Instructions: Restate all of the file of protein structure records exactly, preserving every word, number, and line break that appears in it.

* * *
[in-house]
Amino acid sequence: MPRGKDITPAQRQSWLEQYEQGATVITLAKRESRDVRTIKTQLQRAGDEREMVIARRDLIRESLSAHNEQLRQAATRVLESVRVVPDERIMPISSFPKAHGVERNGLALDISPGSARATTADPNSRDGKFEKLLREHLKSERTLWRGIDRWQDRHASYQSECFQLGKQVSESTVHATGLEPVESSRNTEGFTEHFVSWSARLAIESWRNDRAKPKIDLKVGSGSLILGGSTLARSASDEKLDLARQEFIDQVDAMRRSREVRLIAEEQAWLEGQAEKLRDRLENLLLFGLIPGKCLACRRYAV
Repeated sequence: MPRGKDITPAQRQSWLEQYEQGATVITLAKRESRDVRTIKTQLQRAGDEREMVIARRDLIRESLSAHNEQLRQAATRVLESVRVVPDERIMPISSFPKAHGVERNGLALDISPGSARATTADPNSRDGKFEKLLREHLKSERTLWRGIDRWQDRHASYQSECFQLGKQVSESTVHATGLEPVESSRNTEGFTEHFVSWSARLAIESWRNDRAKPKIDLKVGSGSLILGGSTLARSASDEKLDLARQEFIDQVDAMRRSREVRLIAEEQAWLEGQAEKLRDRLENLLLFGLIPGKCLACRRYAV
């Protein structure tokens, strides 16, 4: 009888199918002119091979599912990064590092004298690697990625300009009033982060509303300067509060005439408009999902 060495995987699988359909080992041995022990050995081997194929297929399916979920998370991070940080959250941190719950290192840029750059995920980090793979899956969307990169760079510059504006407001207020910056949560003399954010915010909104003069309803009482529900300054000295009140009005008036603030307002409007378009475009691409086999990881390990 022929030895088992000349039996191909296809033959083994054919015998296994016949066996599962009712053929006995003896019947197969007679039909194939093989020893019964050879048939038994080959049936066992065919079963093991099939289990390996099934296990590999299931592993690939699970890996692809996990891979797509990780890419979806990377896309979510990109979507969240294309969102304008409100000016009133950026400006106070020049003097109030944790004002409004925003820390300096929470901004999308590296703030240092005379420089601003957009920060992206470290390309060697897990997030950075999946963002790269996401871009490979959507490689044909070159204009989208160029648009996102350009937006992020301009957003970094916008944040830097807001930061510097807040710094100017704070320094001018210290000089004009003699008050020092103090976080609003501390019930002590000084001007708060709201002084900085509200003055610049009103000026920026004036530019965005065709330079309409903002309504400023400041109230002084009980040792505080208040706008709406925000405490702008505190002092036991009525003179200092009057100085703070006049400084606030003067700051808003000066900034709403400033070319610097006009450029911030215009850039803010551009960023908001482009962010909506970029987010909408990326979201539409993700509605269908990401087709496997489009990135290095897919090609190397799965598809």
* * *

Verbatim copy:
[in-house]
Amino acid sequence: MPRGKDITPAQRQSWLEQYEQGATVITLAKRESRDVRTIKTQLQRAGDEREMVIARRDLIRESLSAHNEQLRQAATRVLESVRVVPDERIMPISSFPKAHGVERNGLALDISPGSARATTADPNSRDGKFEKLLREHLKSERTLWRGIDRWQDRHASYQSECFQLGKQVSESTVHATGLEPVESSRNTEGFTEHFVSWSARLAIESWRNDRAKPKIDLKVGSGSLILGGSTLARSASDEKLDLARQEFIDQVDAMRRSREVRLIAEEQAWLEGQAEKLRDRLENLLLFGLIPGKCLACRRYAV
Repeated sequence: MPRGKDITPAQRQSWLEQYEQGATVITLAKRESRDVRTIKTQLQRAGDEREMVIARRDLIRESLSAHNEQLRQAATRVLESVRVVPDERIMPISSFPKAHGVERNGLALDISPGSARATTADPNSRDGKFEKLLREHLKSERTLWRGIDRWQDRHASYQSECFQLGKQVSESTVHATGLEPVESSRNTEGFTEHFVSWSARLAIESWRNDRAKPKIDLKVGSGSLILGGSTLARSASDEKLDLARQEFIDQVDAMRRSREVRLIAEEQAWLEGQAEKLRDRLENLLLFGLIPGKCLACRRYAV
């Protein structure tokens, strides 16, 4: 009888199918002119091979599912990064590092004298690697990625300009009033982060509303300067509060005439408009999902 060495995987699988359909080992041995022990050995081997194929297929399916979920998370991070940080959250941190719950290192840029750059995920980090793979899956969307990169760079510059504006407001207020910056949560003399954010915010909104003069309803009482529900300054000295009140009005008036603030307002409007378009475009691409086999990881390990 022929030895088992000349039996191909296809033959083994054919015998296994016949066996599962009712053929006995003896019947197969007679039909194939093989020893019964050879048939038994080959049936066992065919079963093991099939289990390996099934296990590999299931592993690939699970890996692809996990891979797509990780890419979806990377896309979510990109979507969240294309969102304008409100000016009133950026400006106070020049003097109030944790004002409004925003820390300096929470901004999308590296703030240092005379420089601003957009920060992206470290390309060697897990997030950075999946963002790269996401871009490979959507490689044909070159204009989208160029648009996102350009937006992020301009957003970094916008944040830097807001930061510097807040710094100017704070320094001018210290000089004009003699008050020092103090976080609003501390019930002590000084001007708060709201002084900085509200003055610049009103000026920026004036530019965005065709330079309409903002309504400023400041109230002084009980040792505080208040706008709406925000405490702008505190002092036991009525003179200092009057100085703070006049400084606030003067700051808003000066900034709403400033070319610097006009450029911030215009850039803010551009960023908001482009962010909506970029987010909408990326979201539409993700509605269908990401087709496997489009990135290095897919090609190397799965598809």